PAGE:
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PUBLISHED: 2:03 PM on Wednesday, October 26, 2005
Alzheimer's Disease remains a mystery to many

Advances in medicine continue to aid Americans facing difficult battles with life-threatening or crippling diseases. However, only minimal advances have taken place with respect to a disease many Americans rightly fear -- Alzheimer's Disease. Alzheimer's typically affects people over the age of 65 and robs those afflicted of much of their cognitive capacity, while greatly reducing their quality of life.

As widely known and as feared as the disease is, there still exists a mountain of misinformation with respect to the causes and effects of Alzheimer's. With that in mind, here is a list of some myths and facts about the disease, along with some helpful hints in dealing with Alzheimer's.

* Perhaps the most common myth about Alzheimer's is that it isn't really a disease, just a telltale and natural sign of old age. When most people think of Alzheimer's Disease, they immediately think of memory loss or senility. That association causes many to rank Alzheimer's as a low priority in relation to other diseases.

But Alzheimer's affects more than just memory. A form of dementia, Alzheimer's negative side effects include causing changes in the brain, often leading to drastic swings in mood and behavior as well as memory loss. The brain cells affected by Alzheimer's are called neurons, which send messages to one another and are responsible for functions such as speaking, thinking and memory. These functions are disrupted with the formation of plaques or tangles -- deposits that disrupt the flow of the messages being sent by neurons. While it is common for these deposits to form as people get older, in Alzheimer's patients. These deposits far outnumber those formed in a typical person's brain, making it far more difficult to speak or think or remember.

* Another myth associated with Alzheimer's is that, while unfortunate, the disease is not fatal. Sadly, the destruction of the brain cells that characterizes Alzheimer's does not stop at the neurons. While the onset of Alzheimer's begins with a destruction of the brain cells responsible for functions such as memory, soon that destruction spreads to other parts of the brain as well, leading to system shutdowns in other parts of a patient's body, such as organ failure. These "shut downs" may not readily be linked to Alzheimer's because oftentimes they are symptomatic of other diseases common with the elderly.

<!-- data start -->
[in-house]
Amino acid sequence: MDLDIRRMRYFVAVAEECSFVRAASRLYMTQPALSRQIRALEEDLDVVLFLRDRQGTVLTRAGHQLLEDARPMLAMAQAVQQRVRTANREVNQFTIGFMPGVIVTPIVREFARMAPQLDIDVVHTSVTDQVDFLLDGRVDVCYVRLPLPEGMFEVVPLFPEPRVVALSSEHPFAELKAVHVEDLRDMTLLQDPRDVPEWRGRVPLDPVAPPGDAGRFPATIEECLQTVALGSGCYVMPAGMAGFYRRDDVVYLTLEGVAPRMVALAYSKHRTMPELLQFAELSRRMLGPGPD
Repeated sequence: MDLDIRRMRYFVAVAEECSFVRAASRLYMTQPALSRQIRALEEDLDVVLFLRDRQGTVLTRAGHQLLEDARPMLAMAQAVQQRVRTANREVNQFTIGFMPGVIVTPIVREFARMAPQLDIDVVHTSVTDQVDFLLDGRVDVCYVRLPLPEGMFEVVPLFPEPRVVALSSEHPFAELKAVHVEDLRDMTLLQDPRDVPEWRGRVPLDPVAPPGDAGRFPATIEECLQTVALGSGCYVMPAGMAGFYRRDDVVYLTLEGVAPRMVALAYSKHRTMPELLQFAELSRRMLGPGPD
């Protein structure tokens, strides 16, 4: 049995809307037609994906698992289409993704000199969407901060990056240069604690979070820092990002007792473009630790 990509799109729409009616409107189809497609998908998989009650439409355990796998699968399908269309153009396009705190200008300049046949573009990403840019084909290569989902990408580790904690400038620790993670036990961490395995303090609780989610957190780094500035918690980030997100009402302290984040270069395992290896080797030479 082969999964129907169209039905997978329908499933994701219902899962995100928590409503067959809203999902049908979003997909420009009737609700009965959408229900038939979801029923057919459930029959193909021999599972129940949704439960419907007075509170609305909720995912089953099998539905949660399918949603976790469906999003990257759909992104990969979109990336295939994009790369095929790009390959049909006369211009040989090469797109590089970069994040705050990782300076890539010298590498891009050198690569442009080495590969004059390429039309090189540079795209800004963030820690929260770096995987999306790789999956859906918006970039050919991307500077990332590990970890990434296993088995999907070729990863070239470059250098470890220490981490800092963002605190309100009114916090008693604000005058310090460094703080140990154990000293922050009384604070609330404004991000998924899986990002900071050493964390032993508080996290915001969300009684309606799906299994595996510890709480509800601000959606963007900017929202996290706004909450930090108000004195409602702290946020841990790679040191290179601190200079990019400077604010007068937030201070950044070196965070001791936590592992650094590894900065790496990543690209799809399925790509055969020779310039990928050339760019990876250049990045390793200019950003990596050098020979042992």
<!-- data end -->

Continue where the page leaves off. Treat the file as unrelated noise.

* A number of studies conducted with regards to the effects aluminum has on contracting Alzheimer's offer frightening observations on the metal's influence, while other studies are skeptical as to the metal having any effect at all. As mentioned earlier, the more plaques that form in a person's brain, the more severe his or her Alzheimer's can be. Certain studies have shown that, upon chemical analysis, aluminum is at the core of these plaques and is even present within many cells in the plaques.

Further evidence also suggests that aluminum may play a role in the plaques' very formation, a significant development, considering the exact cause of Alzheimer's remains unknown.

What makes these developments so difficult to swallow is the frequency with which many people ingest or inhale aluminum without even knowing it. Pots and pans and soda cans are just small examples of the seemingly everyday contact most people have with aluminum (though many aluminum cans are coated with polymers as a safety precaution). Aluminum is also an ingredient in many antiperspirant/deodorant products used to control odor and wetness. And, as the third most common element in the earth's crust, aluminum is seemingly unavoidable.

While the impact of aluminum on contracting Alzheimer's is yet to be clearly defined, using glass or porcelain pots and pans and avoiding cosmetics or medicines which contain aluminum are some easy, and potentially lifesaving, precautions to take.

To learn more about Alzheimer's Disease, visit the Alzheimer's Association Web site at www.alz.org.

There, you can learn about the current research projects being conducted, seek answers to any other questions you may have, and also learn the various ways you can play a role in combatting this often devastating disease.


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